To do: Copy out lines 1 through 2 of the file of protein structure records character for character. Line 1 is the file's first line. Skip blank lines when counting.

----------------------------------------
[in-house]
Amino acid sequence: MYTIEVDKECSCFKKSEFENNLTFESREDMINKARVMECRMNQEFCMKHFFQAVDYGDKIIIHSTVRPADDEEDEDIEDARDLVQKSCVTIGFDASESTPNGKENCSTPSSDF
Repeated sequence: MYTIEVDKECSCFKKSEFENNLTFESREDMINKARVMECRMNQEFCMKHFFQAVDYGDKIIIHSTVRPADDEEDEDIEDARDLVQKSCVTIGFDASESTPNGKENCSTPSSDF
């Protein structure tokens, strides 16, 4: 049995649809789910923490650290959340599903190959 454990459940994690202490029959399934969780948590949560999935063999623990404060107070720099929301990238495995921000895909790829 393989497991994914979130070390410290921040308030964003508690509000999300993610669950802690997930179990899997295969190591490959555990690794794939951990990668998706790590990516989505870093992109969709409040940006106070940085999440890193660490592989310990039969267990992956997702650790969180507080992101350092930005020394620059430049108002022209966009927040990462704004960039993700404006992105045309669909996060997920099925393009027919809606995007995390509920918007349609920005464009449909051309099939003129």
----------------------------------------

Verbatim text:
[in-house]
Amino acid sequence: MYTIEVDKECSCFKKSEFENNLTFESREDMINKARVMECRMNQEFCMKHFFQAVDYGDKIIIHSTVRPADDEEDEDIEDARDLVQKSCVTIGFDASESTPNGKENCSTPSSDF